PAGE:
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From "Geir Magnusson Jr." <>
Subject Re: The exegesis
Date Mon, 12 Aug 2002 09:12:06 GMT
On 8/11/02 7:06 PM, "Stephen Colebourne" <>

> From: "Geir Magnusson Jr." <>
>> On 8/11/02 6:26 PM, "Vincent Massol" <> wrote:
>>> I haven't been following the discussion, but I agree with you : Avalon
>>> Framework should be in Commons
>> I haven't followed either, but just explain the above - why should Avalon
>> Framework be in commons?  Do the avalon people want it in commons?  Why
>> don't they want it in Avalon?
> The views seem to be (generalising):
> - Avalon people want lifecycle in Avalon

Not hard to understand. :)

> - Many commons people instantly -1 the moment 'lifecycle' is mentioned

I'm pretty much against a commons-framework, yes.  Not sure I have the same
feelings about a lifecycle package, except if that implies "Thou must follow
this in commons".  Otherwise, it's just a component in commons.

> - I have said that lifecycle type interfaces COULD go in [pattern]
> There is a degree of confusion however. Lifecycle to an Avalon person means
> a particular set of interfaces that mean VERY precisely defined things in a
> contract that works ACROSS interfaces. When I talk about putting lifecycle
> type interfaces in [pattern] I mean interfaces that are INDEPENDENT of one
> another, not part of a framework.

> Is there really something scary about saying that if a class can be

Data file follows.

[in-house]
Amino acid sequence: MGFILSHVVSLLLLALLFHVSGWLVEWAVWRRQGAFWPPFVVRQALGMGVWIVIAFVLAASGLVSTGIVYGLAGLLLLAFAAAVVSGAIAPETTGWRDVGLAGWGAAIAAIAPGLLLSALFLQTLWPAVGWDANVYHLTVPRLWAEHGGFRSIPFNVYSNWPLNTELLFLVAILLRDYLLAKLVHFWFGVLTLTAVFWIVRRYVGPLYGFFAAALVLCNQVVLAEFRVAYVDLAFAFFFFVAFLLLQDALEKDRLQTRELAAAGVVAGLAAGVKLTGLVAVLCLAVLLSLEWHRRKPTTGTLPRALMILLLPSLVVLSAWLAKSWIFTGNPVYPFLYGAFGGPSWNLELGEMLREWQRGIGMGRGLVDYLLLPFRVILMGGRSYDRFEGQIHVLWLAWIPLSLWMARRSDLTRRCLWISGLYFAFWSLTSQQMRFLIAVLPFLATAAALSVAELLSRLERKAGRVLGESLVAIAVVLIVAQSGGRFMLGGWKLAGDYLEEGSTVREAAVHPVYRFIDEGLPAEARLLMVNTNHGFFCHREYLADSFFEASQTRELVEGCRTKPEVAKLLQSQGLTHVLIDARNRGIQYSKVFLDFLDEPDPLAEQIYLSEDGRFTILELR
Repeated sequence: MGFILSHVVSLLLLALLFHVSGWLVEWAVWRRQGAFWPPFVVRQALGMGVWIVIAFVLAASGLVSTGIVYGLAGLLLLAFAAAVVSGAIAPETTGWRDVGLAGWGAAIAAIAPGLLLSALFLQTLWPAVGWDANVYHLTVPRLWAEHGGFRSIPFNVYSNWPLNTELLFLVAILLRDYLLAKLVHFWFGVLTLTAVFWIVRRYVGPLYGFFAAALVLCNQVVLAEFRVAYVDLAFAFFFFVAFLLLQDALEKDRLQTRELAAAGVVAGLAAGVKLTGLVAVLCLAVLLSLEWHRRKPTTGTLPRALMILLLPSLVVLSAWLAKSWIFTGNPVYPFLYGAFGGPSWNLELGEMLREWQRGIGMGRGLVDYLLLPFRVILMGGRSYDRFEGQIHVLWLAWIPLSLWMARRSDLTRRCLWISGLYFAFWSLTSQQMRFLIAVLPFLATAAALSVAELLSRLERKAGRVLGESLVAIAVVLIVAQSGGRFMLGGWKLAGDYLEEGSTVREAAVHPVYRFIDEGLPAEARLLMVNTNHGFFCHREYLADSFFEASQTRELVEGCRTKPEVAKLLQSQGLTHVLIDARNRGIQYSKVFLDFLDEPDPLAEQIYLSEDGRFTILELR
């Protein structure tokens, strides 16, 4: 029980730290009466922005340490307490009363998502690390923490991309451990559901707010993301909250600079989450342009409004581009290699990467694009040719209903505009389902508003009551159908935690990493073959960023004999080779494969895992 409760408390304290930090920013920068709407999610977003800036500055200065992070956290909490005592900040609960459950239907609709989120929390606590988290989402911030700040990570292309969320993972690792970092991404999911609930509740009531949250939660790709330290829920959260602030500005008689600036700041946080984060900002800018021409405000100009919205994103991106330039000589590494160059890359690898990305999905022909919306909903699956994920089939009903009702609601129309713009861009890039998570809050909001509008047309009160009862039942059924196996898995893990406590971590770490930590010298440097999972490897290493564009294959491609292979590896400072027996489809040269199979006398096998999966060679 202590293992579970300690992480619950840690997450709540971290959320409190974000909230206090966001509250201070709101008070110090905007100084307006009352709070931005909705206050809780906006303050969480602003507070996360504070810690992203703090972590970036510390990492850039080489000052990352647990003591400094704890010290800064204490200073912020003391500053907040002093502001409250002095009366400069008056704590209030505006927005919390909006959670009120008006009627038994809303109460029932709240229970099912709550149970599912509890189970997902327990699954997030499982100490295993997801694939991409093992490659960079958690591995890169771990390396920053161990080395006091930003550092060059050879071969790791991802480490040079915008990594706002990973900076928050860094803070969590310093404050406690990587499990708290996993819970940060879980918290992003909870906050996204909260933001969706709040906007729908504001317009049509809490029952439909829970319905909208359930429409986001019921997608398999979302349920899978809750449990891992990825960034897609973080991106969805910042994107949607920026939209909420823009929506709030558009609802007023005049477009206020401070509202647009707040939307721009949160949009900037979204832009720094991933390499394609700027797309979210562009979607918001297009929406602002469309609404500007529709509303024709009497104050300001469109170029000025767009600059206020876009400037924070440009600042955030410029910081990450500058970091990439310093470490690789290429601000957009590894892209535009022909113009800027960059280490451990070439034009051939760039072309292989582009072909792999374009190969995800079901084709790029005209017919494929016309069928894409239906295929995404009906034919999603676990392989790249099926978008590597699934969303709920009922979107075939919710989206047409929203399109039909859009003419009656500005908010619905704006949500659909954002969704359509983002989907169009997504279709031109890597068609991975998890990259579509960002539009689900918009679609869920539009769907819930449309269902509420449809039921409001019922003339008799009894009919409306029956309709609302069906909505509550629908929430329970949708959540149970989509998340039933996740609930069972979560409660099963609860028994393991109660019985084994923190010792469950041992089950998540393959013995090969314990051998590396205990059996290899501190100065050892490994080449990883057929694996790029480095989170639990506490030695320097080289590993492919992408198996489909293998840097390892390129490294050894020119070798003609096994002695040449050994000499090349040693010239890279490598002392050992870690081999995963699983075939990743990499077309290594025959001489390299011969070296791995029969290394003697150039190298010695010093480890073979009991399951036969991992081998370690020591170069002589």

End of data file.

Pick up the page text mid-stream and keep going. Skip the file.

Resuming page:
> initialised then the method name should be initialize()?? As a standalone
> interface?

No, as long as you don't say that I should use it (and I am not suggesting
that is the case.)
> What if the lifecycle type interfaces were in [pattern] ??  The Avalon
> interfaces still exist - they extend the Commons version not to add extra
> methods, but to add the cross-interface lifecycle contract that is at the
> heart of Avalon.

Don't these already exist in Avalon as interfaces anyway, and the
cross-interface contract is just that, an understanding?  I don't know how
you might mechanically enforce something deeper in Java.
> Re-read that last paragraph. Then read it again.
> If you understood it then everyone should be happy.
> - Lifecycle, as a framework, is in Avalon.
> - Lifecycle pattern interfaces are in [pattern].

I have trouble understanding the technical difference, as a lifecycle
interface package could exist in avalon, independent of the 'social'
contract of the framework practiced by Avalon.

I was just wondering what the huff was about.  Thanks for the explanation of
your POV.

Geir Magnusson Jr. 
Research & Development, Adeptra Inc.

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